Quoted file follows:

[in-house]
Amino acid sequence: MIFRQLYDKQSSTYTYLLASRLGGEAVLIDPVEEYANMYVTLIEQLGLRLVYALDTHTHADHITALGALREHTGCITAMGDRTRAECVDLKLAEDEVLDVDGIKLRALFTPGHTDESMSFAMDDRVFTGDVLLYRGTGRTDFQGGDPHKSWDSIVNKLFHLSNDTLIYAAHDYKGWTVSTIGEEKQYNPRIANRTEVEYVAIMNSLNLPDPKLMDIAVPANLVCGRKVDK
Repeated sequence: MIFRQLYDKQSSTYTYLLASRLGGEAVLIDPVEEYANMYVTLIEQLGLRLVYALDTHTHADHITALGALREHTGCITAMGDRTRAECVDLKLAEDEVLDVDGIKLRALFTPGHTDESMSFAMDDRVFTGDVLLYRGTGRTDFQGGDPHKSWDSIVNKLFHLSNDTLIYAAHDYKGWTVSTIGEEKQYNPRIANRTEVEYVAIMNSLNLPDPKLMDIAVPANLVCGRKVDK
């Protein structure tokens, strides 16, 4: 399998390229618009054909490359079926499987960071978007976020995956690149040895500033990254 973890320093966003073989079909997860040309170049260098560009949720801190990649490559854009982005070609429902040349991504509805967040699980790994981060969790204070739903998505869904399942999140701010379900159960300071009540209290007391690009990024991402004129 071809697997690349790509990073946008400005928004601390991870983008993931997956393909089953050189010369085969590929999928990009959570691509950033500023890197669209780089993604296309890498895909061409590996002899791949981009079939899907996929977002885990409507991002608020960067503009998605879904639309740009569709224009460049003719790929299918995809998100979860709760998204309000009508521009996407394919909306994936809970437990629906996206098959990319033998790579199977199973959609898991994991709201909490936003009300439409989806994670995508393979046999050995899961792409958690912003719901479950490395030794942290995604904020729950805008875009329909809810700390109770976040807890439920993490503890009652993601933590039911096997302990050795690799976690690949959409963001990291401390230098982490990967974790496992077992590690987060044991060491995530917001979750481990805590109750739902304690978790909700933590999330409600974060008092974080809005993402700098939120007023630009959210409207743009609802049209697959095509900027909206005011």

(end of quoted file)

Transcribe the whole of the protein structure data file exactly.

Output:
[in-house]
Amino acid sequence: MIFRQLYDKQSSTYTYLLASRLGGEAVLIDPVEEYANMYVTLIEQLGLRLVYALDTHTHADHITALGALREHTGCITAMGDRTRAECVDLKLAEDEVLDVDGIKLRALFTPGHTDESMSFAMDDRVFTGDVLLYRGTGRTDFQGGDPHKSWDSIVNKLFHLSNDTLIYAAHDYKGWTVSTIGEEKQYNPRIANRTEVEYVAIMNSLNLPDPKLMDIAVPANLVCGRKVDK
Repeated sequence: MIFRQLYDKQSSTYTYLLASRLGGEAVLIDPVEEYANMYVTLIEQLGLRLVYALDTHTHADHITALGALREHTGCITAMGDRTRAECVDLKLAEDEVLDVDGIKLRALFTPGHTDESMSFAMDDRVFTGDVLLYRGTGRTDFQGGDPHKSWDSIVNKLFHLSNDTLIYAAHDYKGWTVSTIGEEKQYNPRIANRTEVEYVAIMNSLNLPDPKLMDIAVPANLVCGRKVDK
């Protein structure tokens, strides 16, 4: 399998390229618009054909490359079926499987960071978007976020995956690149040895500033990254 973890320093966003073989079909997860040309170049260098560009949720801190990649490559854009982005070609429902040349991504509805967040699980790994981060969790204070739903998505869904399942999140701010379900159960300071009540209290007391690009990024991402004129 071809697997690349790509990073946008400005928004601390991870983008993931997956393909089953050189010369085969590929999928990009959570691509950033500023890197669209780089993604296309890498895909061409590996002899791949981009079939899907996929977002885990409507991002608020960067503009998605879904639309740009569709224009460049003719790929299918995809998100979860709760998204309000009508521009996407394919909306994936809970437990629906996206098959990319033998790579199977199973959609898991994991709201909490936003009300439409989806994670995508393979046999050995899961792409958690912003719901479950490395030794942290995604904020729950805008875009329909809810700390109770976040807890439920993490503890009652993601933590039911096997302990050795690799976690690949959409963001990291401390230098982490990967974790496992077992590690987060044991060491995530917001979750481990805590109750739902304690978790909700933590999330409600974060008092974080809005993402700098939120007023630009959210409207743009609802049209697959095509900027909206005011």